Orthogonality explained
Finally we can talk business.

Orthogonality and Linear Regression

What is special about \tilde{y} being, we now know, (2.74, 4.92)?
Good question. Thanks for asking.

That point (2.74, 4.92), from all those (infinite number of) points sitting on the line between (0,0) and (5,9), is the closest point possible to the point (8,2). Move a bit further on the line towards (5,9) or a bit back towards the origin, and you are moving away from (8,2); Euclidean distance speaking.

In a linear regression context, we try to create a linear combination from our explanatory variables such that they best approximate the target variable y. Basically we want to create the closest possible fit for y using those X variables. That scalar \alpha can then be seen as the coefficient which makes the linear combination of the x‘s to be as close as possible to the y. In that sense, the coefficients of a linear regression

    \[\mathbf {{\hat {\boldsymbol {\beta }}}={}(X^{\top }X)^{-1}X^{\top }Y},\]

are trying to do the same thing. So linear regression is also, and simply, an orthogonal projection:

Relation with independence

Recall the definition of covariance:

    \[\operatorname {cov} (X,Y)=\operatorname {E} {{\big [}(X-\operatorname {E} [X])(Y-\operatorname {E} [Y]){\big ]}}.\]

This is the theoretical definition, the empirical counterpart is

    \[{\displaystyle \operatorname {cov} (X,Y)={\frac {1}{n}}\sum _{i=1}^{n}(x_{i}- \bar{x} )(y_{i}- \bar{y} ).}\]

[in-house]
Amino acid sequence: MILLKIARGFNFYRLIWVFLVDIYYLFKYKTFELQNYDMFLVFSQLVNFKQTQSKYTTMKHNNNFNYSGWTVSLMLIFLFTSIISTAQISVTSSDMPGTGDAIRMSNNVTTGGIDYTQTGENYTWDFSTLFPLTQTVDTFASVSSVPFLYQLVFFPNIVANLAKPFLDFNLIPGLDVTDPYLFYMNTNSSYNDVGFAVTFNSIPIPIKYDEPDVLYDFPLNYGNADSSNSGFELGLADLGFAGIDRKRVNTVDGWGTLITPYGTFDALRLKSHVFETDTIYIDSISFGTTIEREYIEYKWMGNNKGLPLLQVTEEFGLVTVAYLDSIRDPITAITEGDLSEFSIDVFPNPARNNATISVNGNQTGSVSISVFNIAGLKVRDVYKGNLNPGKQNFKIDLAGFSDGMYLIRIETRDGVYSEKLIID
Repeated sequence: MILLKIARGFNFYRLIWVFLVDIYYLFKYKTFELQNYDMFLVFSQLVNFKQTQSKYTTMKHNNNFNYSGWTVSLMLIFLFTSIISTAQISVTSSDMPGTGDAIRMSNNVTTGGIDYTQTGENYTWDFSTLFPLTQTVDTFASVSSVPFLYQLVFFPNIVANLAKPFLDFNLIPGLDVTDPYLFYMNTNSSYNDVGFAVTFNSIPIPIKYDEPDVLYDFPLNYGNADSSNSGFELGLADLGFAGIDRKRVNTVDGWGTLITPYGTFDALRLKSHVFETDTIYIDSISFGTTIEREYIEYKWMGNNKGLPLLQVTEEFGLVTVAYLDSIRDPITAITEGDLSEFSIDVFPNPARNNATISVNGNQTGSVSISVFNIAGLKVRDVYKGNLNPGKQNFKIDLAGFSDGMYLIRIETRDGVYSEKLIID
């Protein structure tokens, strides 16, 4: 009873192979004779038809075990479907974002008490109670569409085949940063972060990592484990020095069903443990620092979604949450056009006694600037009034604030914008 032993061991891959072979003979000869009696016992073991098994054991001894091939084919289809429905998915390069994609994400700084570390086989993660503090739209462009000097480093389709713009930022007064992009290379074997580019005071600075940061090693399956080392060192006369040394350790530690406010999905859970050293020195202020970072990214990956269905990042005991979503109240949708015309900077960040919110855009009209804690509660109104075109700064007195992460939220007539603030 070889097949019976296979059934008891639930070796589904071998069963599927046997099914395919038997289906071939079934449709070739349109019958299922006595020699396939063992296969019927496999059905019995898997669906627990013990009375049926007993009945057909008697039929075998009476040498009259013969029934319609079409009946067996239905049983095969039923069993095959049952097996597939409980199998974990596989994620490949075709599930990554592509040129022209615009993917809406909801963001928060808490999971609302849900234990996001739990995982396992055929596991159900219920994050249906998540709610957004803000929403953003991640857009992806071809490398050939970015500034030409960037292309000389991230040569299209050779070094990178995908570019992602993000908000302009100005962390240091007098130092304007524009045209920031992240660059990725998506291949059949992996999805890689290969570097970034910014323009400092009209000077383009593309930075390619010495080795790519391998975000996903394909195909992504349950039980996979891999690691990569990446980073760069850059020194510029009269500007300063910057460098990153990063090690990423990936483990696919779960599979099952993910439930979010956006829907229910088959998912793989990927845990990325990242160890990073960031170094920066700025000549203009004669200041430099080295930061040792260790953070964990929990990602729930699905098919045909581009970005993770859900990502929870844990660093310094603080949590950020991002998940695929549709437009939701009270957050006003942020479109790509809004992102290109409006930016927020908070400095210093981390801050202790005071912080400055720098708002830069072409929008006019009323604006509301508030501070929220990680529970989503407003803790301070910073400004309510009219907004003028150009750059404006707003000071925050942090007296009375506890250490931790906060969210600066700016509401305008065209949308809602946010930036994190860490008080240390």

So if the variables are centered; \bar{y} = \bar{x} =0 then the nominator of the cosine function above and the nominator of the covariance are the same. So covariance = 0 means that the angle between the two vectors is 90 degrees. This means that two variables which are orthogonal are (linearly) independent. The reverse also holds of course; if they are independent they are orthogonal.

Relation with Least Angle Regression (LARS)

Like in forward selection we start with all coefficients set equal to zero, and add variables one by one. We choose each “next” variable in a smart way. In forward selection, the next variable to enter is the one which has the highest correlation with the target y. It is the same as checking all the pairwise angles between each variable x and the target y and add that variable with the least angle (which would imply highest correlation). In that sense, forward selection can also be called LARS. However, LARS is more elegant. It is more elegant in that we progress with the chosen variable, but don’t add it in full. Instead of adding the new chosen variable we only add a [portion]*[variable]. The [portion] is small, and we keep on adding small portions of the same variable until another variable “catches up”, meaning it now has the same correlation with the residuals as the previous variable.

You can see that there is a lot of geometry popping up in statistics. To be honest, you can get by without any geometrical intuition, most do in fact. But I think it is nice to know, especially if you like statistics.